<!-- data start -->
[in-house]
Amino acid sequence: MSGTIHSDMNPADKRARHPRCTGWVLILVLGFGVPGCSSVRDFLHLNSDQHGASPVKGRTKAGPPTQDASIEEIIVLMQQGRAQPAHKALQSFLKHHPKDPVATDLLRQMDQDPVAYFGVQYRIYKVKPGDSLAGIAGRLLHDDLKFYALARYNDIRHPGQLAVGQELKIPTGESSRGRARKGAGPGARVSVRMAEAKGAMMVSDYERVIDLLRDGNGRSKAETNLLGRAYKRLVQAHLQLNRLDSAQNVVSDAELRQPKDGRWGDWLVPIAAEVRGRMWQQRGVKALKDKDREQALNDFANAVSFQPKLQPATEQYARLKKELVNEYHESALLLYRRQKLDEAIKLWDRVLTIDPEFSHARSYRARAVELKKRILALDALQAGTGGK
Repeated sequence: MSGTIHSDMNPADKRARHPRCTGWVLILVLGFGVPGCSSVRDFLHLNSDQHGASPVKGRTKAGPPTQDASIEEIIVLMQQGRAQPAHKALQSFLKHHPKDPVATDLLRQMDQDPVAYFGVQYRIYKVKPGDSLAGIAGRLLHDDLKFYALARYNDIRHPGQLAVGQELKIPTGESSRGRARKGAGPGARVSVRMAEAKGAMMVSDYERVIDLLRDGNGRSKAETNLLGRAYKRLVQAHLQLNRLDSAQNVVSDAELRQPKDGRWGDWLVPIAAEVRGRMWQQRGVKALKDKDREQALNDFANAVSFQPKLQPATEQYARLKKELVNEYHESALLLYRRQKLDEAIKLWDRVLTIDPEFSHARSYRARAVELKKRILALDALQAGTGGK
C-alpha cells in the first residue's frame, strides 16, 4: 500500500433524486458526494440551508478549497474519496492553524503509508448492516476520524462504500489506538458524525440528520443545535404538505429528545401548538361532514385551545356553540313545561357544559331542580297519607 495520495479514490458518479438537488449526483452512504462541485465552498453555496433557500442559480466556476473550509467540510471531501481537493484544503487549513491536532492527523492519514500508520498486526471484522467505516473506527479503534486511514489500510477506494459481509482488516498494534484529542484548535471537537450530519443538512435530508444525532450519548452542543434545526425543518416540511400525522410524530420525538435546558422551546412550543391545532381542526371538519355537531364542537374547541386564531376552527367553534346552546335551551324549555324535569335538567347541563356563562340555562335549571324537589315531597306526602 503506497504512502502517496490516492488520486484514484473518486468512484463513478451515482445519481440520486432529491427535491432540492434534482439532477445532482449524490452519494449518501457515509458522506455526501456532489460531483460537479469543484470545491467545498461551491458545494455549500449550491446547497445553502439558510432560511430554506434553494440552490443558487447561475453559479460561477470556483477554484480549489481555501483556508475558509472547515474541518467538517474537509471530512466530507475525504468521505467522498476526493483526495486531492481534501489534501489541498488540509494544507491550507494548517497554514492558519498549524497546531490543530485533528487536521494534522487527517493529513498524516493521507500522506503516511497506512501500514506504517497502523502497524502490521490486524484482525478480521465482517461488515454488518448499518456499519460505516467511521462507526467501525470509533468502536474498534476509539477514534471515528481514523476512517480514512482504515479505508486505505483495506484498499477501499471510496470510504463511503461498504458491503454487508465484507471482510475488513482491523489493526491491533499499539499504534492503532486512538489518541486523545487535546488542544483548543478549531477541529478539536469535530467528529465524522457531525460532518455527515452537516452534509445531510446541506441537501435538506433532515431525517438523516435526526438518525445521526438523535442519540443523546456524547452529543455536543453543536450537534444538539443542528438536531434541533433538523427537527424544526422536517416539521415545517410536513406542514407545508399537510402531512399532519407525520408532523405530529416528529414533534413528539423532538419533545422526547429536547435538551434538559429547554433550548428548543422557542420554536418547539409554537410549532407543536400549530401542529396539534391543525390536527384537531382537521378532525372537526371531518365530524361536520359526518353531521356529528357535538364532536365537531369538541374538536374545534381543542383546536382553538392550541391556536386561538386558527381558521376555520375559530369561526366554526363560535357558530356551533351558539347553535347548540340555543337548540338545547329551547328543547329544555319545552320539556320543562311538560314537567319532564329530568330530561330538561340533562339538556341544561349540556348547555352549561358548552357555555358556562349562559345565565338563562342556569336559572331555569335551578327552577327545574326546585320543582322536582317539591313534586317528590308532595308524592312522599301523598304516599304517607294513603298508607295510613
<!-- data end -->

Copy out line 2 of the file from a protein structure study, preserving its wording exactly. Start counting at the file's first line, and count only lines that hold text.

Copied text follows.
Amino acid sequence: MSGTIHSDMNPADKRARHPRCTGWVLILVLGFGVPGCSSVRDFLHLNSDQHGASPVKGRTKAGPPTQDASIEEIIVLMQQGRAQPAHKALQSFLKHHPKDPVATDLLRQMDQDPVAYFGVQYRIYKVKPGDSLAGIAGRLLHDDLKFYALARYNDIRHPGQLAVGQELKIPTGESSRGRARKGAGPGARVSVRMAEAKGAMMVSDYERVIDLLRDGNGRSKAETNLLGRAYKRLVQAHLQLNRLDSAQNVVSDAELRQPKDGRWGDWLVPIAAEVRGRMWQQRGVKALKDKDREQALNDFANAVSFQPKLQPATEQYARLKKELVNEYHESALLLYRRQKLDEAIKLWDRVLTIDPEFSHARSYRARAVELKKRILALDALQAGTGGK